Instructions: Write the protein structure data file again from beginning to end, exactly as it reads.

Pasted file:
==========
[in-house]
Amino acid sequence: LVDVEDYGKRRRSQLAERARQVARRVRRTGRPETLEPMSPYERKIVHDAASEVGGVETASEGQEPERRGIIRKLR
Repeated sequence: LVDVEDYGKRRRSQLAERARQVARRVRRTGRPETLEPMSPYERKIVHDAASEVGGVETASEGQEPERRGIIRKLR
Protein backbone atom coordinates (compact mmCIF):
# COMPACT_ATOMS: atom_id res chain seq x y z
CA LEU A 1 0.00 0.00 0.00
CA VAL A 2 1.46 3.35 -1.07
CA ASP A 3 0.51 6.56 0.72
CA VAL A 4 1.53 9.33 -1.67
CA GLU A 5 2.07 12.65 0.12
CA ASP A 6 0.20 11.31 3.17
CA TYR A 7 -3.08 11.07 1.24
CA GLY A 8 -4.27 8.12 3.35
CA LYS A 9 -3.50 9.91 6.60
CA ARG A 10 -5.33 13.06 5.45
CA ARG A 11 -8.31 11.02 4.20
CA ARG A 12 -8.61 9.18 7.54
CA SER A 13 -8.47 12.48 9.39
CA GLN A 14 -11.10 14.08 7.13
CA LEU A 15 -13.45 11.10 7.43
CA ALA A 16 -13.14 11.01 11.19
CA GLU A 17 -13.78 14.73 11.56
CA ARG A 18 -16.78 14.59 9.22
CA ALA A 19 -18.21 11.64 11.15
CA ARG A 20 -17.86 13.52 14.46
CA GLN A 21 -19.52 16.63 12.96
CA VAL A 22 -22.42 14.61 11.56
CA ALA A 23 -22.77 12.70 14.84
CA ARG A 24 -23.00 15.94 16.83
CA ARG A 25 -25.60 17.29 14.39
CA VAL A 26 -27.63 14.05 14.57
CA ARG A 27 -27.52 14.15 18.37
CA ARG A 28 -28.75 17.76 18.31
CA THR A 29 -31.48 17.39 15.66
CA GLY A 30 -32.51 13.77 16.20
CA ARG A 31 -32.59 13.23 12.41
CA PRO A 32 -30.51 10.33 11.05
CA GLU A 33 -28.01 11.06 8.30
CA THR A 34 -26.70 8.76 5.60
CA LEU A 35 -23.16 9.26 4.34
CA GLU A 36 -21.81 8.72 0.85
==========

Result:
[in-house]
Amino acid sequence: LVDVEDYGKRRRSQLAERARQVARRVRRTGRPETLEPMSPYERKIVHDAASEVGGVETASEGQEPERRGIIRKLR
Repeated sequence: LVDVEDYGKRRRSQLAERARQVARRVRRTGRPETLEPMSPYERKIVHDAASEVGGVETASEGQEPERRGIIRKLR
Protein backbone atom coordinates (compact mmCIF):
# COMPACT_ATOMS: atom_id res chain seq x y z
CA LEU A 1 0.00 0.00 0.00
CA VAL A 2 1.46 3.35 -1.07
CA ASP A 3 0.51 6.56 0.72
CA VAL A 4 1.53 9.33 -1.67
CA GLU A 5 2.07 12.65 0.12
CA ASP A 6 0.20 11.31 3.17
CA TYR A 7 -3.08 11.07 1.24
CA GLY A 8 -4.27 8.12 3.35
CA LYS A 9 -3.50 9.91 6.60
CA ARG A 10 -5.33 13.06 5.45
CA ARG A 11 -8.31 11.02 4.20
CA ARG A 12 -8.61 9.18 7.54
CA SER A 13 -8.47 12.48 9.39
CA GLN A 14 -11.10 14.08 7.13
CA LEU A 15 -13.45 11.10 7.43
CA ALA A 16 -13.14 11.01 11.19
CA GLU A 17 -13.78 14.73 11.56
CA ARG A 18 -16.78 14.59 9.22
CA ALA A 19 -18.21 11.64 11.15
CA ARG A 20 -17.86 13.52 14.46
CA GLN A 21 -19.52 16.63 12.96
CA VAL A 22 -22.42 14.61 11.56
CA ALA A 23 -22.77 12.70 14.84
CA ARG A 24 -23.00 15.94 16.83
CA ARG A 25 -25.60 17.29 14.39
CA VAL A 26 -27.63 14.05 14.57
CA ARG A 27 -27.52 14.15 18.37
CA ARG A 28 -28.75 17.76 18.31
CA THR A 29 -31.48 17.39 15.66
CA GLY A 30 -32.51 13.77 16.20
CA ARG A 31 -32.59 13.23 12.41
CA PRO A 32 -30.51 10.33 11.05
CA GLU A 33 -28.01 11.06 8.30
CA THR A 34 -26.70 8.76 5.60
CA LEU A 35 -23.16 9.26 4.34
CA GLU A 36 -21.81 8.72 0.85